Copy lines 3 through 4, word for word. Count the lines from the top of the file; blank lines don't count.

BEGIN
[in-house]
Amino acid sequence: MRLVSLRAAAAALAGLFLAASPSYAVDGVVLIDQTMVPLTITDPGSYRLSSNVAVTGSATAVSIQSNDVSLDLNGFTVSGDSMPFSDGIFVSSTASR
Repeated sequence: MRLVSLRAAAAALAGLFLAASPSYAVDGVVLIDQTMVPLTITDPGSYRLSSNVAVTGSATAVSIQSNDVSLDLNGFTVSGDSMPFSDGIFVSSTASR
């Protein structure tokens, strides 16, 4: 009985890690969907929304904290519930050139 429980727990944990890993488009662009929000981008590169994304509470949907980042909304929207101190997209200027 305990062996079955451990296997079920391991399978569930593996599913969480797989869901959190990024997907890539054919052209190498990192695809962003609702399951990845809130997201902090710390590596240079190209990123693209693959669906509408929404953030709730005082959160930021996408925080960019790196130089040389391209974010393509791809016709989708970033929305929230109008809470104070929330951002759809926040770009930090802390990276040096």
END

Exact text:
Repeated sequence: MRLVSLRAAAAALAGLFLAASPSYAVDGVVLIDQTMVPLTITDPGSYRLSSNVAVTGSATAVSIQSNDVSLDLNGFTVSGDSMPFSDGIFVSSTASR
């Protein structure tokens, strides 16, 4: 009985890690969907929304904290519930050139 429980727990944990890993488009662009929000981008590169994304509470949907980042909304929207101190997209200027 305990062996079955451990296997079920391991399978569930593996599913969480797989869901959190990024997907890539054919052209190498990192695809962003609702399951990845809130997201902090710390590596240079190209990123693209693959669906509408929404953030709730005082959160930021996408925080960019790196130089040389391209974010393509791809016709989708970033929305929230109008809470104070929330951002759809926040770009930090802390990276040096």